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Delayed Financing: A Comprehensive Guide


If you’re currently in the market to buy a home, a lack of housing inventory can make the process expensive. And the expanded presence of cash buyers in the market will also make it even more difficult for homebuyers bringing traditional financing to the table. Cash offers are often advantageous for buyers and desirable to sellers, but it’s not always feasible to sink a large amount of cash into the purchase. Delayed financing, however, allows buyers to make a cash offer without permanently reducing their liquidity. Here’s how it works.

If you’re financing a home, a financial advisor can help you create a financial plan that accounts for a mortgage.

What Is Delayed Financing?

Delayed financing means that the buyer purchases a home with cash and then takes out a mortgage within six months of buying the home. Most of the cash spent on the home is returned to them through a cash-out refinance. In other words, they retain their liquidity and take on a mortgage.

How Does Delayed Financing Work?

To use delayed financing, you must have a large sum of cash for your offer. Therefore, buyers who want this capability may look to their savings or the sale of other assets to amass the money needed to purchase the home outright.

The next step looks similar to someone seeking a home loan. You’ll typically provide necessary financial documents and proof of employment for your application to buy your desired home through delayed financing. The lender will also run your credit to establish your creditworthiness.

Keep in mind that you’ll need to remain employed and preserve good credit after buying the home to pass the loan prequalification for a mortgage. Additionally, you’ll need to demonstrate that you don’t have a close personal relationship (friend or family member) with the seller. Delayed financing is also not possible if the property has a tax lien against it.

Reasons to Use Delayed Financing

If you’re concerned about making your bid stand out from others, a cash offer can do that for you. This route will also let you bypass the expected length of time (30 to 60 days) that it takes to obtain a mortgage.

Delayed financing makes you nimble while still allowing you to pay for your home through a mortgage once you’ve made the purchase. You will retain your liquidity since your stockpile of cash comes back to you after you have your mortgage in place, which can then be saved or invested in something else – even your next property.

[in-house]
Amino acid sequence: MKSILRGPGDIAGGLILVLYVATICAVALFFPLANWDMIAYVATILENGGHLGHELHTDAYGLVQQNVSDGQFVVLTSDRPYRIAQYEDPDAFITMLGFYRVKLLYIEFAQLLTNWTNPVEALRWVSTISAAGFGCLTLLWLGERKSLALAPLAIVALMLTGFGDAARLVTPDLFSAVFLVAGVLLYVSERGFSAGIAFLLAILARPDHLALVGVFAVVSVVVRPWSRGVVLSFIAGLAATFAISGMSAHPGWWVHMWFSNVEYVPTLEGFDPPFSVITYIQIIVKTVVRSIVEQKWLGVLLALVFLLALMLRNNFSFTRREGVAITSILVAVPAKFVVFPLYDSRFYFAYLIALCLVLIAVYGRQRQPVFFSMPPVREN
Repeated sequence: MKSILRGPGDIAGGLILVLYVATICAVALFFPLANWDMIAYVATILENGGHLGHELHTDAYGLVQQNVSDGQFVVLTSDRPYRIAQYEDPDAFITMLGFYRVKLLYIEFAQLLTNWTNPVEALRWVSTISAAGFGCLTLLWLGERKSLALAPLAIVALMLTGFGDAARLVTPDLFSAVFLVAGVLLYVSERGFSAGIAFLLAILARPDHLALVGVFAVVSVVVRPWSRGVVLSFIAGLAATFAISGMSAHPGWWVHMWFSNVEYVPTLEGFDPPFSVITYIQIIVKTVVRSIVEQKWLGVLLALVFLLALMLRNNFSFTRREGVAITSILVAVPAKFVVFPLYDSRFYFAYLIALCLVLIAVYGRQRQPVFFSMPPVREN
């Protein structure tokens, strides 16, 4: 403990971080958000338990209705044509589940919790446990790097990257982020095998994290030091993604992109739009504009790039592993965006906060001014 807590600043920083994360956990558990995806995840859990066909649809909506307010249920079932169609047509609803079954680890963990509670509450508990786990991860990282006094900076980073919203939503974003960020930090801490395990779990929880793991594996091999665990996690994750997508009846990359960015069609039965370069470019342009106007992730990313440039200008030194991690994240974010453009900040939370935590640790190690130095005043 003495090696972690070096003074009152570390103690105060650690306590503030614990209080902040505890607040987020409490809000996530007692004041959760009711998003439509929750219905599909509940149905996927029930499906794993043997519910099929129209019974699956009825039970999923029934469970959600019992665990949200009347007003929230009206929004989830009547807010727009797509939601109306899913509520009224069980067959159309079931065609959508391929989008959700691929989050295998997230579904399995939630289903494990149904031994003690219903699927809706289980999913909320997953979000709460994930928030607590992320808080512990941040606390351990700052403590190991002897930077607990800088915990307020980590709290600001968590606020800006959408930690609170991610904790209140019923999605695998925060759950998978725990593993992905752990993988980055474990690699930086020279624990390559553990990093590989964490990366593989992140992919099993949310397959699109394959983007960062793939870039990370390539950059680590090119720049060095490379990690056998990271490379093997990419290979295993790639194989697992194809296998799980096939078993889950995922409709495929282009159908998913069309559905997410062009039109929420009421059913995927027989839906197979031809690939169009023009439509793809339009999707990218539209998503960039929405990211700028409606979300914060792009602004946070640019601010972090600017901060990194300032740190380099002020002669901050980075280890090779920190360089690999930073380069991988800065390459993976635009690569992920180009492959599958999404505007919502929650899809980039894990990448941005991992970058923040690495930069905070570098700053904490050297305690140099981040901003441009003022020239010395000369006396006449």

Pros and Cons of Delayed Financing

Delayed Financing: 2022 SmartAsset Homebuying Guide


Delayed financing gives your bid more clout in a competitive housing market and you circumvent the time restriction of getting a mortgage. There are a few more pros to consider as well.

Is the home you’re looking at not up to code? With delayed financing, you can buy it first and then bring it up to code. Once you complete the work needed, you can obtain a mortgage as long as you apply within six months of purchase.

Suppose you’re having difficulty securing a mortgage because of your credit. In that case, delayed financing gives you the ability to purchase a home and the time to restore your credit before trying to get a mortgage. At the end of the process, you’ll have a mortgage in place and cash in hand again, and you can turn your eye to your next investment.

Note, delayed financing can purchase a primary residence, second home, or investment property.


Delayed financing requires that you have a sizable amount of money to begin with. Draining your finances through this process can leave you vulnerable to other financial pressures. Note that six months after your purchase and beyond, you will no longer be able to make use of delayed financing. Purchasing a home costs money, including the amount you’ll need to put down for the mortgage, so you won’t recover all of the funds you had going in. You might not qualify for a cash-out refinance.